25.         </Grid.Background>  
  26.         <Ellipse x:Name="ellipse" Margin="128,100,438,368" StrokeThickness="20" RenderTransformOrigin="0.5,0.5">  
  27.             <Ellipse.Fill>  
  28.                 <LinearGradientBrush EndPoint="0.5,1" StartPoint="0.5,0">  
  29.                     <GradientStop Color="Black"/>  
  30.                     <GradientStop Color="#FF78C75A" Offset="1"/>  
  31.                 </LinearGradientBrush>  
  32.             </Ellipse.Fill>  
  33.             <Ellipse.RenderTransform>  
  34.                 <TransformGroup>  
  35.                     <ScaleTransform/>  
  36.                     <SkewTransform/>  
  37.                     <RotateTransform/>  
  38.                 </TransformGroup>  
  39.             </Ellipse.RenderTransform>  
  40.             <Ellipse.Stroke>  
  41.                 <LinearGradientBrush EndPoint="0.445,0.997" StartPoint="0.555,0.003">  
  42.                     <GradientStop Color="White" Offset="0"/>  
  43.                     <GradientStop Color="#FFEC10A6" Offset="0.67"/>  
  44.                     <GradientStop Color="#FFD8EC10" Offset="0.691"/>  
  45.                 </LinearGradientBrush>  
  46.             </Ellipse.Stroke>  
  47.         </Ellipse>  
  48.         <Button x:Name="btn" Content="Click Me!!!" HorizontalAlignment="Left" VerticalAlignment="Top" Width="120" Margin="55,13,0,0" Click="btn_Click" Height="52"  
  49.               BorderBrush="#FF9E3333" Foreground="#FF11C9F1" FontWeight="Bold" FontFamily="Comic Sans MS" FontSize="22" >  
  50.             <Button.Background>  
  51.                 <LinearGradientBrush EndPoint="0.5,1" StartPoint="0.5,0">  
  52.                     <GradientStop Color="Black"/>  
  53.                     <GradientStop Color="#FFB2702E" Offset="1"/>  
  54.                 </LinearGradientBrush>  
  55.             </Button.Background>  
  56.         </Button>  
  57.     </Grid>  
  58. </UserControl>    
Step 10
In this step, you will see the code for the MainPage.Xaml.cs file in which we will invoke that storyboard by its name with its associate method named as begin() which will be called on the click event of the button and after clicking on it the ellipse begins to animate. Let us see the code which is given below.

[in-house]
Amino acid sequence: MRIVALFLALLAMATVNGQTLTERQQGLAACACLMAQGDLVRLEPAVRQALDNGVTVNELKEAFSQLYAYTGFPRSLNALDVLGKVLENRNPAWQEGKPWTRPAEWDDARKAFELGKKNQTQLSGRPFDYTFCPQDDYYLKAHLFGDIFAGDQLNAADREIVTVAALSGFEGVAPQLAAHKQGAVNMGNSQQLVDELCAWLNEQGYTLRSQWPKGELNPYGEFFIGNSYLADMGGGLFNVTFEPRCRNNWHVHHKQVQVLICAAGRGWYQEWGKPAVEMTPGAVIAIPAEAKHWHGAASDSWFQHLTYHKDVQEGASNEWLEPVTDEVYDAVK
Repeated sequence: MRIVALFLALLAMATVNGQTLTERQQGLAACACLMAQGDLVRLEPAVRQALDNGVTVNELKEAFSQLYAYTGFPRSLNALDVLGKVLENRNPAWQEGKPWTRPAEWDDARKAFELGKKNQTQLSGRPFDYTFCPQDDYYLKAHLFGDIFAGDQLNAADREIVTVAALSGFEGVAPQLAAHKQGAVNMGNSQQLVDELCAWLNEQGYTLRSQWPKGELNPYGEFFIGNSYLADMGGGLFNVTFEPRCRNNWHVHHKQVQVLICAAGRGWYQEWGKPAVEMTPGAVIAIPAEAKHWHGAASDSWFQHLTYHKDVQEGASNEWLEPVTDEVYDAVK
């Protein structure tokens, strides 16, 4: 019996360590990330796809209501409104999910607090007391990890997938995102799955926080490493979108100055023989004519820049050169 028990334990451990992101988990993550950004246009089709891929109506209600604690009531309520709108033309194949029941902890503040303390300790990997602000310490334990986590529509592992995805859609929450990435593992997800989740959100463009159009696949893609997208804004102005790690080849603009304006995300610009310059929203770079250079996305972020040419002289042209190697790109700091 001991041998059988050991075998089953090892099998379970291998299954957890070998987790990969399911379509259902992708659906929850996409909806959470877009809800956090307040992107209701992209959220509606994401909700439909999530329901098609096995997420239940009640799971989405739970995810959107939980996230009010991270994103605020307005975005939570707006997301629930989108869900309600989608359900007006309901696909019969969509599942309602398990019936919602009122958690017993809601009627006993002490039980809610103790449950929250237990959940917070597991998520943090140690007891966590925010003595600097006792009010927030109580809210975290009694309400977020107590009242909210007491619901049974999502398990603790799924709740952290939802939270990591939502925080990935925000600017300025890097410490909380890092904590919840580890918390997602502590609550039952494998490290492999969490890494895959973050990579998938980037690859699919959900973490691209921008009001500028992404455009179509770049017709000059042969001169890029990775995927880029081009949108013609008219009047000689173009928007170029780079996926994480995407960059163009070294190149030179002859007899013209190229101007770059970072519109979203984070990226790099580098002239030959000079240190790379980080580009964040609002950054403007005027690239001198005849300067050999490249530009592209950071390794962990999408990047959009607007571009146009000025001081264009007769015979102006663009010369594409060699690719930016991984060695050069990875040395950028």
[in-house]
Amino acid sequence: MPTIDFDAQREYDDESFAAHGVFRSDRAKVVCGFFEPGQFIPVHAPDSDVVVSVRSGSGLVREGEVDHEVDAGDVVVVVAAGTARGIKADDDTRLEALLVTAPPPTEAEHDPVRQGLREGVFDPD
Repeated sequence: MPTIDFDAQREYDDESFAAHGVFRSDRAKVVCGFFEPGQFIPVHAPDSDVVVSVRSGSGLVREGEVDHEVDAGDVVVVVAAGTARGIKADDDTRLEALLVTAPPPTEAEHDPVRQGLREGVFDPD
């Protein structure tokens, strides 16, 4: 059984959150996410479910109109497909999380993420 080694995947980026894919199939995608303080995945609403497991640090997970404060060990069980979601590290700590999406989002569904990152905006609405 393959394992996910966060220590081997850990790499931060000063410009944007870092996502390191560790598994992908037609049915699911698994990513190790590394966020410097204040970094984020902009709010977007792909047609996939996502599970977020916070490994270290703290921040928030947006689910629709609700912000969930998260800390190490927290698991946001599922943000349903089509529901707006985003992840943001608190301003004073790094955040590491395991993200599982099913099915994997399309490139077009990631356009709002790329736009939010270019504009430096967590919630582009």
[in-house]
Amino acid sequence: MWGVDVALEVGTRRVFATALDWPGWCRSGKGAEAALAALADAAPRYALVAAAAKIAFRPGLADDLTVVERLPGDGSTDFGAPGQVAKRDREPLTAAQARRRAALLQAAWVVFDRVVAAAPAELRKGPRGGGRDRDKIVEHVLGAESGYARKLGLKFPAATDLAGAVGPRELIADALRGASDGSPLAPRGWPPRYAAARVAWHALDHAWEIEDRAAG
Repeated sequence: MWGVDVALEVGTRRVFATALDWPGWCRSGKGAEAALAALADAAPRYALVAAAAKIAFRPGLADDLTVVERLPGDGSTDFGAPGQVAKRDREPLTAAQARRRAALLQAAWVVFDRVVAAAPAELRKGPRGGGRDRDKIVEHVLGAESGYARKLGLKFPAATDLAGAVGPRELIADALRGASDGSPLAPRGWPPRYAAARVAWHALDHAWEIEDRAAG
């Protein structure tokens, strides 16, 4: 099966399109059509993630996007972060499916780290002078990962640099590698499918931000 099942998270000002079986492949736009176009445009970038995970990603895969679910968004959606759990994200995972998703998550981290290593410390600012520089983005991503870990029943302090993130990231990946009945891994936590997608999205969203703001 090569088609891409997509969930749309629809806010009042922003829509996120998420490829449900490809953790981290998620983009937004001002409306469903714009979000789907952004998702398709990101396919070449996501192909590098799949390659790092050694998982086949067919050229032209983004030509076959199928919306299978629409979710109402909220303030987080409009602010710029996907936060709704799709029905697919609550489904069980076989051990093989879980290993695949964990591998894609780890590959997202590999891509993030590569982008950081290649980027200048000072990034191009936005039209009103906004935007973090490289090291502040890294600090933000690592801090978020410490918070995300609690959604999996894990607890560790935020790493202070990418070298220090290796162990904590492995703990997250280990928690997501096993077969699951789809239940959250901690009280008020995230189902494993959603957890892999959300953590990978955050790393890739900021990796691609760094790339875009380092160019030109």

1. using System;  
  2. using System.Collections.Generic;  
  3. using System.Linq;  
  4. using System.Threading.Tasks;  
  5. using Windows.Foundation;  
  6. using Windows.UI.Xaml;  
  7. using Windows.UI.Xaml.Controls;  
  8. using Windows.UI.Xaml.Data;  
  10. namespace Application5  
  11. {  
  12.     partial class MainPage  
  13.     {  
  14.         public MainPage()  
  15.         {  
  16.             InitializeComponent();  
  17.         }  
  18.         private void btn_Click(object sender, RoutedEventArgs e)  
  19.         {  
  20.             MyStoryBoard.Begin();  
  21.         }  
  22.     }   
  23. }    
Step 11
In this step, you just see the design of the MainPage.Xaml file in the figure given below.
Step 12
In this step, we are going to run the application and the output regarding that is given below.
Output 1
The default output of the Metro Style Application
Output 2
Whenever we click on the button it begins to rotate and the figure shows that its angle has been changed after rotating and the figure is given below.
Output 3
After some time it moves to an approx 180-degree angle as shown in the figure.
Output 4
At last it will rotate until the last suitable position and again start to rotate as shown in the figure given below.
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In this article, we learned about Simple UI Animation through XAML in Metro Style Application.